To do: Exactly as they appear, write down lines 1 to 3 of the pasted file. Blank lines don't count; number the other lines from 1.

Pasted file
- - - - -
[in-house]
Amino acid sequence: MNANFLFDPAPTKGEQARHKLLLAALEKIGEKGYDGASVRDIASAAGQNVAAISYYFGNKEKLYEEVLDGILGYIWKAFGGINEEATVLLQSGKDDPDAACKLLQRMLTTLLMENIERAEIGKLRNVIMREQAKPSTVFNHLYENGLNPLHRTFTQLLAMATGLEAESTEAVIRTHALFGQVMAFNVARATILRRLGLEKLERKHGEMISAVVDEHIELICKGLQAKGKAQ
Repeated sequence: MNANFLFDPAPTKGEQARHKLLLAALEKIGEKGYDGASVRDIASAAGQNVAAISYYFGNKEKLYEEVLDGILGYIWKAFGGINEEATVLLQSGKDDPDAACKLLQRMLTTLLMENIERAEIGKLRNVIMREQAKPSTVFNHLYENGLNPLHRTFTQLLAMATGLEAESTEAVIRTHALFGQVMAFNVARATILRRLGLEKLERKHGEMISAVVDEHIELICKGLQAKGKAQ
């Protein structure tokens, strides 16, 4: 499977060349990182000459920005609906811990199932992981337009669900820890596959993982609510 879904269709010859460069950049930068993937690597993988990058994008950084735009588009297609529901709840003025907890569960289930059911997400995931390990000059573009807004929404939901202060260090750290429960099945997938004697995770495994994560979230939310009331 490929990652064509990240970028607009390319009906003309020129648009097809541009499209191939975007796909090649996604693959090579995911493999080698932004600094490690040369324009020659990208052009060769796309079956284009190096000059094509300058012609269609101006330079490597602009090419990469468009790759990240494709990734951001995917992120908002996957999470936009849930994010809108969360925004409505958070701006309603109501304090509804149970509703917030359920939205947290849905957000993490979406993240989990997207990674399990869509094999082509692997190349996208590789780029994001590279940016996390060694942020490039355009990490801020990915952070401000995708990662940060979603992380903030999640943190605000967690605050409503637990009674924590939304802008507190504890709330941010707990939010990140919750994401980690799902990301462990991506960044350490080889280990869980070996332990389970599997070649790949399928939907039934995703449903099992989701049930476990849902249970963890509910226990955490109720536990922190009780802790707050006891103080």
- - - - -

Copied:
[in-house]
Amino acid sequence: MNANFLFDPAPTKGEQARHKLLLAALEKIGEKGYDGASVRDIASAAGQNVAAISYYFGNKEKLYEEVLDGILGYIWKAFGGINEEATVLLQSGKDDPDAACKLLQRMLTTLLMENIERAEIGKLRNVIMREQAKPSTVFNHLYENGLNPLHRTFTQLLAMATGLEAESTEAVIRTHALFGQVMAFNVARATILRRLGLEKLERKHGEMISAVVDEHIELICKGLQAKGKAQ
Repeated sequence: MNANFLFDPAPTKGEQARHKLLLAALEKIGEKGYDGASVRDIASAAGQNVAAISYYFGNKEKLYEEVLDGILGYIWKAFGGINEEATVLLQSGKDDPDAACKLLQRMLTTLLMENIERAEIGKLRNVIMREQAKPSTVFNHLYENGLNPLHRTFTQLLAMATGLEAESTEAVIRTHALFGQVMAFNVARATILRRLGLEKLERKHGEMISAVVDEHIELICKGLQAKGKAQ